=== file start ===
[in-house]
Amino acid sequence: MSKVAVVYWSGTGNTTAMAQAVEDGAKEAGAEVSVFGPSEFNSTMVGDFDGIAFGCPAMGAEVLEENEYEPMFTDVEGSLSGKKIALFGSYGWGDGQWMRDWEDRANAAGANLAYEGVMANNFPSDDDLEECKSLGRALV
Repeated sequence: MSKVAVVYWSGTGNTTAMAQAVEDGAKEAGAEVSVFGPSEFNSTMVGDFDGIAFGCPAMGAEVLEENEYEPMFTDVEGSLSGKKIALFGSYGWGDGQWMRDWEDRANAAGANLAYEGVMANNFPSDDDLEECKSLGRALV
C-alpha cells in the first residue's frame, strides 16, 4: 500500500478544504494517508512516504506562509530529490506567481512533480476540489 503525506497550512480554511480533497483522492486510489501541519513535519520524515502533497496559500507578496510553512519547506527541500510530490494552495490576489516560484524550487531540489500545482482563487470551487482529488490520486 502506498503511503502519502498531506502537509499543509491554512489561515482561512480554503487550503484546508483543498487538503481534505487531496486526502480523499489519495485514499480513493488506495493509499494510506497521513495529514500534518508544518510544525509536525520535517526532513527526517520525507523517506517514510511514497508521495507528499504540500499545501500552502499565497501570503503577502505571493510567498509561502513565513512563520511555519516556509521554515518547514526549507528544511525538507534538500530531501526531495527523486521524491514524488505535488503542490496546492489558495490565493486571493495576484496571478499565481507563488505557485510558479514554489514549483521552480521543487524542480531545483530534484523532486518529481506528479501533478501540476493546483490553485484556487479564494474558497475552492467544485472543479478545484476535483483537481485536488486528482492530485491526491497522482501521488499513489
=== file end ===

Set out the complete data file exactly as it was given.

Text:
[in-house]
Amino acid sequence: MSKVAVVYWSGTGNTTAMAQAVEDGAKEAGAEVSVFGPSEFNSTMVGDFDGIAFGCPAMGAEVLEENEYEPMFTDVEGSLSGKKIALFGSYGWGDGQWMRDWEDRANAAGANLAYEGVMANNFPSDDDLEECKSLGRALV
Repeated sequence: MSKVAVVYWSGTGNTTAMAQAVEDGAKEAGAEVSVFGPSEFNSTMVGDFDGIAFGCPAMGAEVLEENEYEPMFTDVEGSLSGKKIALFGSYGWGDGQWMRDWEDRANAAGANLAYEGVMANNFPSDDDLEECKSLGRALV
C-alpha cells in the first residue's frame, strides 16, 4: 500500500478544504494517508512516504506562509530529490506567481512533480476540489 503525506497550512480554511480533497483522492486510489501541519513535519520524515502533497496559500507578496510553512519547506527541500510530490494552495490576489516560484524550487531540489500545482482563487470551487482529488490520486 502506498503511503502519502498531506502537509499543509491554512489561515482561512480554503487550503484546508483543498487538503481534505487531496486526502480523499489519495485514499480513493488506495493509499494510506497521513495529514500534518508544518510544525509536525520535517526532513527526517520525507523517506517514510511514497508521495507528499504540500499545501500552502499565497501570503503577502505571493510567498509561502513565513512563520511555519516556509521554515518547514526549507528544511525538507534538500530531501526531495527523486521524491514524488505535488503542490496546492489558495490565493486571493495576484496571478499565481507563488505557485510558479514554489514549483521552480521543487524542480531545483530534484523532486518529481506528479501533478501540476493546483490553485484556487479564494474558497475552492467544485472543479478545484476535483483537481485536488486528482492530485491526491497522482501521488499513489